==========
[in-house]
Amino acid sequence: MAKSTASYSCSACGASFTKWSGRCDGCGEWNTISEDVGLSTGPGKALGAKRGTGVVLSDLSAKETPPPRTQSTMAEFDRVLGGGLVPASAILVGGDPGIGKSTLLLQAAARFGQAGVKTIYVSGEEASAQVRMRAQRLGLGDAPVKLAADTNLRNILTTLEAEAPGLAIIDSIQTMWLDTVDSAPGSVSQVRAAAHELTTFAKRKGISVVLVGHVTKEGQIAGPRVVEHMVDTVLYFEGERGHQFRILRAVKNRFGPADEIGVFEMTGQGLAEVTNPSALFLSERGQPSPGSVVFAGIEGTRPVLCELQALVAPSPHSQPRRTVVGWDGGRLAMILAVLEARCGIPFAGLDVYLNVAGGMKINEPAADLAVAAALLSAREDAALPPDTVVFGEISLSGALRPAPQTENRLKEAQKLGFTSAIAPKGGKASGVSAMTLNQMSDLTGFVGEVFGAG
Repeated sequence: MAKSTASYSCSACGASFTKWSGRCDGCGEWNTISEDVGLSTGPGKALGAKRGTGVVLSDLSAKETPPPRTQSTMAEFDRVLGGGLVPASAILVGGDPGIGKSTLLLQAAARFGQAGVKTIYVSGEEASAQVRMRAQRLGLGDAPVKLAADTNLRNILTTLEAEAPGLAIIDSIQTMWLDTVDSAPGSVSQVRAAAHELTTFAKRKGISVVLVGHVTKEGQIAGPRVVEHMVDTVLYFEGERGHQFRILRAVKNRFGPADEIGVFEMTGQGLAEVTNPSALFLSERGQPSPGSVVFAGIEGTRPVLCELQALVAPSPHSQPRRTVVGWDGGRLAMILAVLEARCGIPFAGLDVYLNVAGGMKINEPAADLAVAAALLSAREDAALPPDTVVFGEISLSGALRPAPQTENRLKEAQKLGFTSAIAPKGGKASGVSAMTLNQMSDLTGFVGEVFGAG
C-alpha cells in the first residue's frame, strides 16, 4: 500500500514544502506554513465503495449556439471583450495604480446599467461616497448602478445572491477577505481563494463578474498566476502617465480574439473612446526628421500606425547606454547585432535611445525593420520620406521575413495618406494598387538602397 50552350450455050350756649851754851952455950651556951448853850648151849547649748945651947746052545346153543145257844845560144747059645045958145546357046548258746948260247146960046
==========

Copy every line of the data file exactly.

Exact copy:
[in-house]
Amino acid sequence: MAKSTASYSCSACGASFTKWSGRCDGCGEWNTISEDVGLSTGPGKALGAKRGTGVVLSDLSAKETPPPRTQSTMAEFDRVLGGGLVPASAILVGGDPGIGKSTLLLQAAARFGQAGVKTIYVSGEEASAQVRMRAQRLGLGDAPVKLAADTNLRNILTTLEAEAPGLAIIDSIQTMWLDTVDSAPGSVSQVRAAAHELTTFAKRKGISVVLVGHVTKEGQIAGPRVVEHMVDTVLYFEGERGHQFRILRAVKNRFGPADEIGVFEMTGQGLAEVTNPSALFLSERGQPSPGSVVFAGIEGTRPVLCELQALVAPSPHSQPRRTVVGWDGGRLAMILAVLEARCGIPFAGLDVYLNVAGGMKINEPAADLAVAAALLSAREDAALPPDTVVFGEISLSGALRPAPQTENRLKEAQKLGFTSAIAPKGGKASGVSAMTLNQMSDLTGFVGEVFGAG
Repeated sequence: MAKSTASYSCSACGASFTKWSGRCDGCGEWNTISEDVGLSTGPGKALGAKRGTGVVLSDLSAKETPPPRTQSTMAEFDRVLGGGLVPASAILVGGDPGIGKSTLLLQAAARFGQAGVKTIYVSGEEASAQVRMRAQRLGLGDAPVKLAADTNLRNILTTLEAEAPGLAIIDSIQTMWLDTVDSAPGSVSQVRAAAHELTTFAKRKGISVVLVGHVTKEGQIAGPRVVEHMVDTVLYFEGERGHQFRILRAVKNRFGPADEIGVFEMTGQGLAEVTNPSALFLSERGQPSPGSVVFAGIEGTRPVLCELQALVAPSPHSQPRRTVVGWDGGRLAMILAVLEARCGIPFAGLDVYLNVAGGMKINEPAADLAVAAALLSAREDAALPPDTVVFGEISLSGALRPAPQTENRLKEAQKLGFTSAIAPKGGKASGVSAMTLNQMSDLTGFVGEVFGAG
C-alpha cells in the first residue's frame, strides 16, 4: 500500500514544502506554513465503495449556439471583450495604480446599467461616497448602478445572491477577505481563494463578474498566476502617465480574439473612446526628421500606425547606454547585432535611445525593420520620406521575413495618406494598387538602397 50552350450455050350756649851754851952455950651556951448853850648151849547649748945651947746052545346153543145257844845560144747059645045958145546357046548258746948260247146960046